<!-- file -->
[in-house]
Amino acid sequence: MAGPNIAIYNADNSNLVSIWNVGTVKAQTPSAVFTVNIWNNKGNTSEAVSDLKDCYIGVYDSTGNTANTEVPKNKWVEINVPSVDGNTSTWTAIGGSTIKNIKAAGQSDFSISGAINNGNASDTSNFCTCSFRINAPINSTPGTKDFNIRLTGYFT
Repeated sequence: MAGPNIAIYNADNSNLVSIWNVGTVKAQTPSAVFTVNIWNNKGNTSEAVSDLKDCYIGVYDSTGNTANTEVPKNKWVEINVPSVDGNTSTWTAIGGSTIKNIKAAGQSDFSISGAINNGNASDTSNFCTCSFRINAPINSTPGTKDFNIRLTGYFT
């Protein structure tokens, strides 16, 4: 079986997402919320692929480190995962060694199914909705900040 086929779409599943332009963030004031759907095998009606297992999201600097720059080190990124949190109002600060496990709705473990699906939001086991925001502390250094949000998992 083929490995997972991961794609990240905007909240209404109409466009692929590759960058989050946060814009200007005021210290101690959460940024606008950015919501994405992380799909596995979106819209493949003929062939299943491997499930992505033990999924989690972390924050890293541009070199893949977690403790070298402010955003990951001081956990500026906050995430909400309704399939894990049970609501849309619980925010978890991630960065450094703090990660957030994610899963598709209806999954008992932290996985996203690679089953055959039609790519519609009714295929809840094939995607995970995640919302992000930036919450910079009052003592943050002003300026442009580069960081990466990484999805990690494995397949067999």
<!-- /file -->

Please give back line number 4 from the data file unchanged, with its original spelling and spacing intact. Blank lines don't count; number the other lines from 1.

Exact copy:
């Protein structure tokens, strides 16, 4: 079986997402919320692929480190995962060694199914909705900040 086929779409599943332009963030004031759907095998009606297992999201600097720059080190990124949190109002600060496990709705473990699906939001086991925001502390250094949000998992 083929490995997972991961794609990240905007909240209404109409466009692929590759960058989050946060814009200007005021210290101690959460940024606008950015919501994405992380799909596995979106819209493949003929062939299943491997499930992505033990999924989690972390924050890293541009070199893949977690403790070298402010955003990951001081956990500026906050995430909400309704399939894990049970609501849309619980925010978890991630960065450094703090990660957030994610899963598709209806999954008992932290996985996203690679089953055959039609790519519609009714295929809840094939995607995970995640919302992000930036919450910079009052003592943050002003300026442009580069960081990466990484999805990690494995397949067999």